Star Trek Discovery “Lethe” review
Suffering an utter meld-down.
Well, pack a picnic basket with pok tar and a thermos of plomeek tea, because it’s Vulcan road trip time! More specifically: Ambassador Sarek, accompanied by Adjunct V’Latak, are en route to the Cancri system for a secret meeting with two independent Klingon houses. Sarek’s plan is to get there and sue for peace. V’Latak, being an undercover anti-human extremist, has a daily planner entry that reads: suicide-bomb Sarek, but not before monologuing just long enough for him to escape the kill zone. Highly illogical, folks.
On the Discovery, Sarek’s adopted daughter, Michael Burnham, is whipping Cadet Tilly into shape. Essentially, this space-crossfitter suggests a physical commendation could be one important step on the road to Tilly earning a captaincy, possibly to a Constitution-class vessel like the Enterprise (awesome original series mention #1!). Green tea and nutrient-filled burritos are also prescribed, but it’s clear that Tilly is hungry for Lieutenant Ash Tyler instead. This dashing rescuee is now in the good graces of Captain Lorca, thanks to a hologram deathmatch where Tyler impressed his superior with 360 no-scope Klingon kills, and more importantly, he didn’t brag about his post-match kill-death ratio. Understandably, Lorca recognises he’s not only an awesome co-op companion but also the perfect fit for Chief of Security.
Just as Burnham is making her introductions, a mind-meld distress call from Sarek rips reality out from under her. Her foster father is in an extreme state of delirium, so his katra is extremely hostile. Before she is hadokened out of his mind, Burnham recognizes the scene of what may be his last thoughts. Sarek lingers on the memory of his daughter’s fateful Expeditionary Group graduation day. Despite acing the tests, the foster child is deemed too human to be permitted entry. This painful memory, combined with the Suus Mahna arse-kicking, makes Burnham feel like more of a failure than ever.
When Lorca flips the bird at protocol and mounts a rescue mission, Tyler – the survivor of a few near-death calls – offers Burnham a different interpretation. He posits that Sarek’s mind isn’t attacking her out of hate, it’s protecting itself out of fear and shame. At the end of our lives, we most often think about what we’d want to change about ourselves, not others. Sure enough, when Burnham reestablishes a link she’s shown a behind-the-scenes conversation between Sarek and the head of the school. The facility is uneasy about having too much half-Vulcan diversity too soon. Vulcan Dumbledore suggests compromise and offers Sarek a choice: he will admit only one of his family members – Burnham or his younger son, Spock (awesome original series mention #2!).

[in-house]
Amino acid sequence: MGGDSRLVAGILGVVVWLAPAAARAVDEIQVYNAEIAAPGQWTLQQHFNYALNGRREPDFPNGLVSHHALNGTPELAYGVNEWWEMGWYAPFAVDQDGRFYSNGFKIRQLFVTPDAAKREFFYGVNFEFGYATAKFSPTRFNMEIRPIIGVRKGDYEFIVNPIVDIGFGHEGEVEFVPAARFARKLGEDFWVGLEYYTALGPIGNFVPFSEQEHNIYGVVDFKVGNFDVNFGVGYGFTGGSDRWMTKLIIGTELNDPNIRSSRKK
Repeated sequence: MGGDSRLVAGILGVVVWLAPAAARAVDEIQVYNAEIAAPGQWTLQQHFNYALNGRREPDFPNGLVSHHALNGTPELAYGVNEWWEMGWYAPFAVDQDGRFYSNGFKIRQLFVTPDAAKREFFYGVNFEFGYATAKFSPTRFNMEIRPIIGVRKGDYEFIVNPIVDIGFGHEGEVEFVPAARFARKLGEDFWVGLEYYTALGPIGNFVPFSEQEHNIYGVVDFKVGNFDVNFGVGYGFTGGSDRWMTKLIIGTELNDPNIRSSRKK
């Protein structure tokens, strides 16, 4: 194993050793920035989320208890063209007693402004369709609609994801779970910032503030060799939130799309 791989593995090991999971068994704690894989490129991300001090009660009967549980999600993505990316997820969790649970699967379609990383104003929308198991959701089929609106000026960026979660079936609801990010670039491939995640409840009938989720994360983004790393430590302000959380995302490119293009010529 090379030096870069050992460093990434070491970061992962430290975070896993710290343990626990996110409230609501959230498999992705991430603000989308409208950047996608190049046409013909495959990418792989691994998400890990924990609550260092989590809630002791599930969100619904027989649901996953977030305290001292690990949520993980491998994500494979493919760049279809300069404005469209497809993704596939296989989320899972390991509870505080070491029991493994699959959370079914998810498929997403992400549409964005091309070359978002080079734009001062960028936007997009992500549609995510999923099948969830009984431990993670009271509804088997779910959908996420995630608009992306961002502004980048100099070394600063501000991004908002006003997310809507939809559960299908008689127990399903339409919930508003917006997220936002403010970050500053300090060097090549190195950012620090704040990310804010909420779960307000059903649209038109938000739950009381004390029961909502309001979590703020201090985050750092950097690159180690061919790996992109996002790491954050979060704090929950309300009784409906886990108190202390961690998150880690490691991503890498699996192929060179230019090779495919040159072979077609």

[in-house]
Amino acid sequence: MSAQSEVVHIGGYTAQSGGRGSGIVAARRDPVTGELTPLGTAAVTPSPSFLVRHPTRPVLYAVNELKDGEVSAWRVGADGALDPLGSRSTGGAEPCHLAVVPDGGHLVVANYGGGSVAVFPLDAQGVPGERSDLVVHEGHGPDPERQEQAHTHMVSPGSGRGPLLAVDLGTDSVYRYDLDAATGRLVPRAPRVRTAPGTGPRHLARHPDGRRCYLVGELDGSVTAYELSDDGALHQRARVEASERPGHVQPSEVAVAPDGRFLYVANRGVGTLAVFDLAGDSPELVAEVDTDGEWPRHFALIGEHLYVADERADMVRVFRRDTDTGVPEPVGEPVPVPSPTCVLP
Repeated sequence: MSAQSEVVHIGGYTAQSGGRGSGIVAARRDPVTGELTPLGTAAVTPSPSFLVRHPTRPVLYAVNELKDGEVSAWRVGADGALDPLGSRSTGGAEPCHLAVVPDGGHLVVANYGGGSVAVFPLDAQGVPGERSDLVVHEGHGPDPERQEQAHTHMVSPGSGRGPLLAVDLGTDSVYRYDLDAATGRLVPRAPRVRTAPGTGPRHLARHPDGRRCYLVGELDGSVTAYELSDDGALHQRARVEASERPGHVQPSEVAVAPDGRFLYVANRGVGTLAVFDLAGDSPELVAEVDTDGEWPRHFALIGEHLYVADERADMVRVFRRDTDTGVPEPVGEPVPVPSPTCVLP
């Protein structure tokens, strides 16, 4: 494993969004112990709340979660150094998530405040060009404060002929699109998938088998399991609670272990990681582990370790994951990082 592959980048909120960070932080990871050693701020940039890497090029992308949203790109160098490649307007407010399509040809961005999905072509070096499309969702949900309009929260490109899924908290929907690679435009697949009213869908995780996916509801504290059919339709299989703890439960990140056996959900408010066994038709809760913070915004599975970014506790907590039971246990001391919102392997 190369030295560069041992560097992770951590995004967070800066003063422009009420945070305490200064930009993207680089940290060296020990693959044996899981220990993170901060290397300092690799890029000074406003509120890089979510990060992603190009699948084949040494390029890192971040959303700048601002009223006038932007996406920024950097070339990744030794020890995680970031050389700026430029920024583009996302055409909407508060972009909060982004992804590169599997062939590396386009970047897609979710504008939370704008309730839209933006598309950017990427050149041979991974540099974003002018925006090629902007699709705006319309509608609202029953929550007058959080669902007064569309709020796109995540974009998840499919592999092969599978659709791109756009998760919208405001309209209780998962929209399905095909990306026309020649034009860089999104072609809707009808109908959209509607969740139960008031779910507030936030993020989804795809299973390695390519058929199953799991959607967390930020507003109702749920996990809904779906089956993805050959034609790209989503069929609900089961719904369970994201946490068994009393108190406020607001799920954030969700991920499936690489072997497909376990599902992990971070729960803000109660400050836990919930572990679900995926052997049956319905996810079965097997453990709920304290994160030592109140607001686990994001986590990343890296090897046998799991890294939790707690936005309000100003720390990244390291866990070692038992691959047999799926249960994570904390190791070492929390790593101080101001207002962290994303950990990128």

We all know how that decision panned out: ironically, Spock opted to go to Starfleet Academy anyway (you really zigged when you should have zagged there, Sarek). Reconciled by the true version of the memory, Burnham and her ashamed father form a stronger link. Sarek regains consciousness just long enough to smack the transponder beacon and the Discovery team exfil him.
Captain my Captain
Subplot-wise, the damaged Captain Lorca is starting to show some serious cracks. Firstly, he’s impulsive and reckless – something that earns him a personal visit and reprimand from Admiral Kat Cornwell. Discovery is an extremely important Starfleet asset, but she’s concerned he’s treating it like his own fiefdom. Cornwell considers relieving him of command, but he’s passed all of the psych exams (and besides, they’re friends who go way back). Yes, sir, just some old pals who end up necking a bottle of whiskey together and engaging in, shall we say, “docking procedures”.
Post-coitous snuggling doesn’t go smoothly, however. When Cornwell inspects the scarring on Lorca’s back, he wakes in fear and quick-draws a pillow phaser on her. Clearly he lied on the psych tests that were issued after the loss of the Buran. His obsession with war – and also possibly his love of tribbles – are warning signs of impending disaster. Cornwell flips and leaves, but not before saying there’s a demotion in his near future, right after she attends this truce meeting on behalf of the wounded Sarek.
And, wouldn’t you know it, the meeting is a complete ruse; the on-site Klingons shank everybody but the Admiral. These so-called independent houses are in league with General Kol, the ambitious git who broke away from the unified Klingon effort and stole their cloaking tech. Uncharacteristically, Lorca doesn’t cowboy up and teleport in to mount a rescue. Much to First-mate Saru’s surprise, he decides to confer with Starfleet first. Is Lorca trying to turn a new leaf and prove he can play ball and follow procedure? Or is the good Captain anything but? Admiral Cornwell, you might be about to have yourself an accident.
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